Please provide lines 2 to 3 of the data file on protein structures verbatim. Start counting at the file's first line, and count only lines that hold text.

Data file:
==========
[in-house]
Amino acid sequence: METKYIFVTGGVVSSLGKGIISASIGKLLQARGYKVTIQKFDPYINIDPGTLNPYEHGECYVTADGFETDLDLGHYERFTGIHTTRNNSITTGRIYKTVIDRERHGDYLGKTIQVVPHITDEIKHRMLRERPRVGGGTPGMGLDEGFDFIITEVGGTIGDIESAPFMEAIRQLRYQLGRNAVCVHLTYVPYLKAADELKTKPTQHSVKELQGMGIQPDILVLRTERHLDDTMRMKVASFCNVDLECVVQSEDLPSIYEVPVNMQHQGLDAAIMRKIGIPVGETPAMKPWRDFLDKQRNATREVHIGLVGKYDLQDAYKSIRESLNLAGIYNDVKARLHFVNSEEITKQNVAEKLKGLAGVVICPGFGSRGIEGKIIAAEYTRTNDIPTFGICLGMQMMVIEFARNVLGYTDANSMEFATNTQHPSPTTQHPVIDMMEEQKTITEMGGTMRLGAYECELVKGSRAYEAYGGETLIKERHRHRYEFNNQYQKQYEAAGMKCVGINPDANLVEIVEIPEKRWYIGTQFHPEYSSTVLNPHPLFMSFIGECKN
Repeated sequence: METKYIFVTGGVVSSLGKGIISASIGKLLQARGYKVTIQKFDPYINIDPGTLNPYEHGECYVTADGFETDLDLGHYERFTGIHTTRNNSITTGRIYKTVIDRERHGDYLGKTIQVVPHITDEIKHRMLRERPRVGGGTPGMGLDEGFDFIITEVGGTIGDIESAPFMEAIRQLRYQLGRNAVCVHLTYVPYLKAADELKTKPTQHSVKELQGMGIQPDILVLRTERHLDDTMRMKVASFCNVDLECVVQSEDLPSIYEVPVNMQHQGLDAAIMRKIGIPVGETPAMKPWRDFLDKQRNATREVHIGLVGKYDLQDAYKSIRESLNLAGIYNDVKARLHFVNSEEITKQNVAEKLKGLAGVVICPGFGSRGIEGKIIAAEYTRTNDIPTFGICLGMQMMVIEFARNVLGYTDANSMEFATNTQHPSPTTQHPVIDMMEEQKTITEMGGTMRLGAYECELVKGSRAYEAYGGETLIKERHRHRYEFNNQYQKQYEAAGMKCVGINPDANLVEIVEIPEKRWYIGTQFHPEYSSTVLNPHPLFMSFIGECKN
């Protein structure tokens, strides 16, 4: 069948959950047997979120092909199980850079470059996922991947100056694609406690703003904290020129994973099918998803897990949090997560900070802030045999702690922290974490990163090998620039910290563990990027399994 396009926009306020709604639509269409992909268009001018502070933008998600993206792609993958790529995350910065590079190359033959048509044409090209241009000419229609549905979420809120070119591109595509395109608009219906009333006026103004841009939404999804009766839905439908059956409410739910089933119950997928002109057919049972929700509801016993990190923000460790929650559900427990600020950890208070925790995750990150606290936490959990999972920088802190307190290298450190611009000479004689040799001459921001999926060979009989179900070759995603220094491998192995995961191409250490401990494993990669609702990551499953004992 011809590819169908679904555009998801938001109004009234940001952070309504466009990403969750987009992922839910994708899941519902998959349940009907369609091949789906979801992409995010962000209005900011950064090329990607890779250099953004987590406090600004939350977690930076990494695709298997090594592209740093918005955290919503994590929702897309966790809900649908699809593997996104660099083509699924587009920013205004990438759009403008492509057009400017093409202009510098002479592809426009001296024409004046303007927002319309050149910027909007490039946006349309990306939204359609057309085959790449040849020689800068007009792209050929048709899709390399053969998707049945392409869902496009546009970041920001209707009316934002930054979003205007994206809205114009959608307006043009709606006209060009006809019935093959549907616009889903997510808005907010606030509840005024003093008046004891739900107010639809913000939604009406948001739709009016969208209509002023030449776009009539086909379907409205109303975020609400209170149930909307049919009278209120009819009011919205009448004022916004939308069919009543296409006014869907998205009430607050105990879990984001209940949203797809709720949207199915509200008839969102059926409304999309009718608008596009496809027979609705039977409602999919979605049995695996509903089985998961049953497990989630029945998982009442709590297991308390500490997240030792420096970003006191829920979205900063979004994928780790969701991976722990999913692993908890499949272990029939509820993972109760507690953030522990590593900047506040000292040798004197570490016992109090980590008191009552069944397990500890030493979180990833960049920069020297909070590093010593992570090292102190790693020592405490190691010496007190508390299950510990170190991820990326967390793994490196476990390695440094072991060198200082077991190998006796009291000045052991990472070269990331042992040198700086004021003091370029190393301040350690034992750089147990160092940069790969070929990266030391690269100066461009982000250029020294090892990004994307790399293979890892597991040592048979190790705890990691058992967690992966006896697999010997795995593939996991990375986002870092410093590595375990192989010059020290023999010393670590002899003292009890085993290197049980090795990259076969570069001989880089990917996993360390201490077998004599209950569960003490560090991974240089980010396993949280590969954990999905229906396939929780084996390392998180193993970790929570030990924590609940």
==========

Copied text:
Amino acid sequence: METKYIFVTGGVVSSLGKGIISASIGKLLQARGYKVTIQKFDPYINIDPGTLNPYEHGECYVTADGFETDLDLGHYERFTGIHTTRNNSITTGRIYKTVIDRERHGDYLGKTIQVVPHITDEIKHRMLRERPRVGGGTPGMGLDEGFDFIITEVGGTIGDIESAPFMEAIRQLRYQLGRNAVCVHLTYVPYLKAADELKTKPTQHSVKELQGMGIQPDILVLRTERHLDDTMRMKVASFCNVDLECVVQSEDLPSIYEVPVNMQHQGLDAAIMRKIGIPVGETPAMKPWRDFLDKQRNATREVHIGLVGKYDLQDAYKSIRESLNLAGIYNDVKARLHFVNSEEITKQNVAEKLKGLAGVVICPGFGSRGIEGKIIAAEYTRTNDIPTFGICLGMQMMVIEFARNVLGYTDANSMEFATNTQHPSPTTQHPVIDMMEEQKTITEMGGTMRLGAYECELVKGSRAYEAYGGETLIKERHRHRYEFNNQYQKQYEAAGMKCVGINPDANLVEIVEIPEKRWYIGTQFHPEYSSTVLNPHPLFMSFIGECKN
Repeated sequence: METKYIFVTGGVVSSLGKGIISASIGKLLQARGYKVTIQKFDPYINIDPGTLNPYEHGECYVTADGFETDLDLGHYERFTGIHTTRNNSITTGRIYKTVIDRERHGDYLGKTIQVVPHITDEIKHRMLRERPRVGGGTPGMGLDEGFDFIITEVGGTIGDIESAPFMEAIRQLRYQLGRNAVCVHLTYVPYLKAADELKTKPTQHSVKELQGMGIQPDILVLRTERHLDDTMRMKVASFCNVDLECVVQSEDLPSIYEVPVNMQHQGLDAAIMRKIGIPVGETPAMKPWRDFLDKQRNATREVHIGLVGKYDLQDAYKSIRESLNLAGIYNDVKARLHFVNSEEITKQNVAEKLKGLAGVVICPGFGSRGIEGKIIAAEYTRTNDIPTFGICLGMQMMVIEFARNVLGYTDANSMEFATNTQHPSPTTQHPVIDMMEEQKTITEMGGTMRLGAYECELVKGSRAYEAYGGETLIKERHRHRYEFNNQYQKQYEAAGMKCVGINPDANLVEIVEIPEKRWYIGTQFHPEYSSTVLNPHPLFMSFIGECKN